Prealgebra for Two-Year Colleges/Appendix (procedures)/Exponents

Exponents edit

Exponents or 'powers' are a process of repeated multiplication, in much the same way that multiplication is a process of repeated addition.

Exponents are normally written in the form  , where   is the base and   is the exponent. In contexts where superscripts are not available, such as in many contexts in computers,   is commonly written as "a^b" or less often as "a**b". If you're not familiar with algebra, you can just imagine the letters a and b as representing numbers. We pronounce   as a to the power of b, a to the b or a exponent b.

Integer exponents edit

When the exponent is a positive integer, then it is just a simple case of multiplying the base by itself a certain number of times. For example,


Here, 3 is the base, 4 is the exponent (written as a superscript), and 81 is 3 raised to the 4th power. Notice that the base 3 appears 4 times in the repeated multiplication, because the exponent is 4.

Some more examples:


Multiplying exponents edit

If you have two or more exponents with the same base, then multiplying them has the same effect as adding their exponents.

For instance   is the same as  . For example,


Dividing exponents edit

If you have two or more exponents with the same base, then dividing them has the same effect as subtracting their exponents.

For instance   is the same as  . For example,


Exercises edit

  1. What are  ,  ,  ,  
  2. Write these numbers as powers of 2:  
  3. What is  
  4. What is  
  5. Harder: Why does   (clue: think about  , for example)

Click here for Answers.

Negative exponents edit

Negative exponents work slightly differently. Let's say you want to calculate  . To do that, you take   to get your answer. We do the exponent first, see Order of Operations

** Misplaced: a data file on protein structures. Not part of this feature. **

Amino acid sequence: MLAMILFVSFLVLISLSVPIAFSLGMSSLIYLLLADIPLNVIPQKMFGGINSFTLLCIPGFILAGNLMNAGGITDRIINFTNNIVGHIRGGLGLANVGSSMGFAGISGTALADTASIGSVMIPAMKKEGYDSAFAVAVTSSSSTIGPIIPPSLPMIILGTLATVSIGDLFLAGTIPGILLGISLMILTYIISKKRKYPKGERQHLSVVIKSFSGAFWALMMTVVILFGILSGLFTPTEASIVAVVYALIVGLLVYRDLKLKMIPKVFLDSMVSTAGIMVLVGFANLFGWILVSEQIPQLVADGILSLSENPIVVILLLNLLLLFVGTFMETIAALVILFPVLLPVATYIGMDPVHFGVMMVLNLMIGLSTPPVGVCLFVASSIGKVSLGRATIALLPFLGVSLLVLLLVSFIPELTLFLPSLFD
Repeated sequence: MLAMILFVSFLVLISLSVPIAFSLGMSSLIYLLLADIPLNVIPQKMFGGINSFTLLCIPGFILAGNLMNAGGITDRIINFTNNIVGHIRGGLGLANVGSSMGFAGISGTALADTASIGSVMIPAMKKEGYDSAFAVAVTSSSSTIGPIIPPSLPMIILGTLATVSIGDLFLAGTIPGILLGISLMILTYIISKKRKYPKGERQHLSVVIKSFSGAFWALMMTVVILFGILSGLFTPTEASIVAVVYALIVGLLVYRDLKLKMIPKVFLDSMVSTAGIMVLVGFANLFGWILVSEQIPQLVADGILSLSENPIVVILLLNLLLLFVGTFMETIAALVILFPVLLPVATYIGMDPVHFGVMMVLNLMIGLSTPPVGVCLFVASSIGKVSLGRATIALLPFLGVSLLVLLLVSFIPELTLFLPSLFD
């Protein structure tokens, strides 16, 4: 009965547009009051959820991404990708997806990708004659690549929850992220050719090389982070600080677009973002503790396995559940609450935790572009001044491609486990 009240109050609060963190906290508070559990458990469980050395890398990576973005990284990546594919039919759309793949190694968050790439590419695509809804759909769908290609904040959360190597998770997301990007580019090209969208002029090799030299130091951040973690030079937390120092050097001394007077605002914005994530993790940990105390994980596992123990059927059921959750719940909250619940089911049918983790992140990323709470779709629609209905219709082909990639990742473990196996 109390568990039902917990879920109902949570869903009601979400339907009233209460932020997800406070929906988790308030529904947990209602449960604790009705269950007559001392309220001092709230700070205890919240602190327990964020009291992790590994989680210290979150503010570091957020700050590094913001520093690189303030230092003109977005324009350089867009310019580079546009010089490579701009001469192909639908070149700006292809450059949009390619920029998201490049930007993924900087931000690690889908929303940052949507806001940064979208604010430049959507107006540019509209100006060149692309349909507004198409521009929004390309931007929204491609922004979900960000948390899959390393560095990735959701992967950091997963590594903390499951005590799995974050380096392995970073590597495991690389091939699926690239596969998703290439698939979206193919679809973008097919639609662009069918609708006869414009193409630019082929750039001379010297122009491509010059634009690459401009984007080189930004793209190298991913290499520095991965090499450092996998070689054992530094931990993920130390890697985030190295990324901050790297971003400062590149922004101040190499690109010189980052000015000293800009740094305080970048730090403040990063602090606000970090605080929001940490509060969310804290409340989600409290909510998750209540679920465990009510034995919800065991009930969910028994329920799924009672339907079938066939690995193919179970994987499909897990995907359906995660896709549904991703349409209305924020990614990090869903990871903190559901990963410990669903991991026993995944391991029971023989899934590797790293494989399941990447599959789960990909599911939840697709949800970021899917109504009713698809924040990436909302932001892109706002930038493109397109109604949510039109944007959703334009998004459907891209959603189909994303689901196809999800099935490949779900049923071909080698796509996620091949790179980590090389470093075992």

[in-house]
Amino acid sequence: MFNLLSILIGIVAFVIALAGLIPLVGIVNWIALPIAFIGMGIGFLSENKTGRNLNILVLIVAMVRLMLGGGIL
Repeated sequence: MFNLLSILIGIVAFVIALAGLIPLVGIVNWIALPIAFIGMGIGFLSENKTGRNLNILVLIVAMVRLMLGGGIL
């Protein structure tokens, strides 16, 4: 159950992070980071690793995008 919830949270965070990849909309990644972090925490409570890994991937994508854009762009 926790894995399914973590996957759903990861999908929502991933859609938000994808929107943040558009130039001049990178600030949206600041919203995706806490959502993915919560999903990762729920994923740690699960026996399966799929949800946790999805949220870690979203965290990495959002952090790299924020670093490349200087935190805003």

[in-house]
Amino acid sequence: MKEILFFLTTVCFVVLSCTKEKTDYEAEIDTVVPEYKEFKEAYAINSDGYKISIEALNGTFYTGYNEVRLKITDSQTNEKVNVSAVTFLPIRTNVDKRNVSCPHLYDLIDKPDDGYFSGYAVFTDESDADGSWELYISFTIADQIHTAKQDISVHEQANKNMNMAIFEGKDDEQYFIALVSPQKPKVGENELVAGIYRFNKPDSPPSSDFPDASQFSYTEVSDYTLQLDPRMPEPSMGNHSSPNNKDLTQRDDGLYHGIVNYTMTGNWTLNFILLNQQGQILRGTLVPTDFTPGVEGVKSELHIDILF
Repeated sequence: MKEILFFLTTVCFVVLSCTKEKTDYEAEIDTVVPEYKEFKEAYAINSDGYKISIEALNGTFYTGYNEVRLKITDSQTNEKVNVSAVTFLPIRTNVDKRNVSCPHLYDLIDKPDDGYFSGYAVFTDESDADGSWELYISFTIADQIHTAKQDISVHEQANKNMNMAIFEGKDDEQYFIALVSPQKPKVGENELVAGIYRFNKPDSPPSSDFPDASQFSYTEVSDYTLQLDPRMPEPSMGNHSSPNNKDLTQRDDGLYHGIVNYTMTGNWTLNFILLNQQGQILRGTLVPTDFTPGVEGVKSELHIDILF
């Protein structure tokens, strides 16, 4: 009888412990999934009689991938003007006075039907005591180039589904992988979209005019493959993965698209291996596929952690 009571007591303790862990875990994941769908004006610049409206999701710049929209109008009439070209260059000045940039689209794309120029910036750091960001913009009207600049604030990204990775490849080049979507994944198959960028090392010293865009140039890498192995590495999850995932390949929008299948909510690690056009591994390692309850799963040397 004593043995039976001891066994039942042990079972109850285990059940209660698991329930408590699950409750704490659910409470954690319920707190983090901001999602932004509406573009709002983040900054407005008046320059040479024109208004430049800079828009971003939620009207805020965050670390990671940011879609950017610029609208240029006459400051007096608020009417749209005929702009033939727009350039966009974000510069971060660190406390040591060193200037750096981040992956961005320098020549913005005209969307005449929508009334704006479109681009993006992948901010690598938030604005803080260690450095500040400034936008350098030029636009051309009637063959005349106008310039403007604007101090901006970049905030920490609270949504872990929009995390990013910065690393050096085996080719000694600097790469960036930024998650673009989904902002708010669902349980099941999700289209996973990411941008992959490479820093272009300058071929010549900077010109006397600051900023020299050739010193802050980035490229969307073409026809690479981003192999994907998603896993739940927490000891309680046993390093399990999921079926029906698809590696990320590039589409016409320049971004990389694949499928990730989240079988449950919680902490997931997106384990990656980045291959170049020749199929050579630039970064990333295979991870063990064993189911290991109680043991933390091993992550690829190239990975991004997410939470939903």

The commutative property doesn't apply in exponents. See for yourself! Try to calculate 23, and then see if it is the same as 32 (answer here). The distributive and associative properties don't apply either.

Exponents do, however, have their own set of axioms that they consistantly follow. Consistent with the preceding examples, one can state generally that:


It's also easy to see that  

Fractional exponents edit

So far, we have only seen exponents as whole numbers, but exponents can be fractional as well. With a fractional exponent, the numerator acts as a normal whole-number exponent, while the denominator acts as a root.

In general,   for any real number   ≠ 0.

Let's look at   as an example. First, we raise 8 to the power of the numerator, 2. Then, since the denominator is 3, we take the third root of this number. The expression is read as the cubed root of eight squared, and written as:


It should then be evident that when the numerator of the fractional exponent is 1, the expression is a simple root. That is,   is a square root,   is a cubed root,   is a fourth root, etc.

For example,   would be read as the square root of nine, and written as:


See also: Radicals